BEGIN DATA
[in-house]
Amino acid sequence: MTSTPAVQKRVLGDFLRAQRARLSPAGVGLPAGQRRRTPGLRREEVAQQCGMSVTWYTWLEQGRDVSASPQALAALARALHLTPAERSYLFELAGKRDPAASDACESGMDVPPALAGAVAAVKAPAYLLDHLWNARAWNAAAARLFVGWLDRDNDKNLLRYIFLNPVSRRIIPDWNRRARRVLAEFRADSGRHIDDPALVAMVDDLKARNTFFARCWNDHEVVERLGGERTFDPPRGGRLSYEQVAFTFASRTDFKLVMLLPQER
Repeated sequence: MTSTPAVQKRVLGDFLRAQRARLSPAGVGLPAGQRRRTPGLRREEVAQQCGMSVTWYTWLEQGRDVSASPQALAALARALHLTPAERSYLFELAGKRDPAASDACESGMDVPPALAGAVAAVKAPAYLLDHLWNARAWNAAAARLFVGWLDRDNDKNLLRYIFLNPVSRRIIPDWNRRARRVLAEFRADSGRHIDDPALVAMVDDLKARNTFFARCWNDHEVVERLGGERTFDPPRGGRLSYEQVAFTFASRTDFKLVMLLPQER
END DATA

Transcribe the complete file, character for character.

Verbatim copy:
[in-house]
Amino acid sequence: MTSTPAVQKRVLGDFLRAQRARLSPAGVGLPAGQRRRTPGLRREEVAQQCGMSVTWYTWLEQGRDVSASPQALAALARALHLTPAERSYLFELAGKRDPAASDACESGMDVPPALAGAVAAVKAPAYLLDHLWNARAWNAAAARLFVGWLDRDNDKNLLRYIFLNPVSRRIIPDWNRRARRVLAEFRADSGRHIDDPALVAMVDDLKARNTFFARCWNDHEVVERLGGERTFDPPRGGRLSYEQVAFTFASRTDFKLVMLLPQER
Repeated sequence: MTSTPAVQKRVLGDFLRAQRARLSPAGVGLPAGQRRRTPGLRREEVAQQCGMSVTWYTWLEQGRDVSASPQALAALARALHLTPAERSYLFELAGKRDPAASDACESGMDVPPALAGAVAAVKAPAYLLDHLWNARAWNAAAARLFVGWLDRDNDKNLLRYIFLNPVSRRIIPDWNRRARRVLAEFRADSGRHIDDPALVAMVDDLKARNTFFARCWNDHEVVERLGGERTFDPPRGGRLSYEQVAFTFASRTDFKLVMLLPQER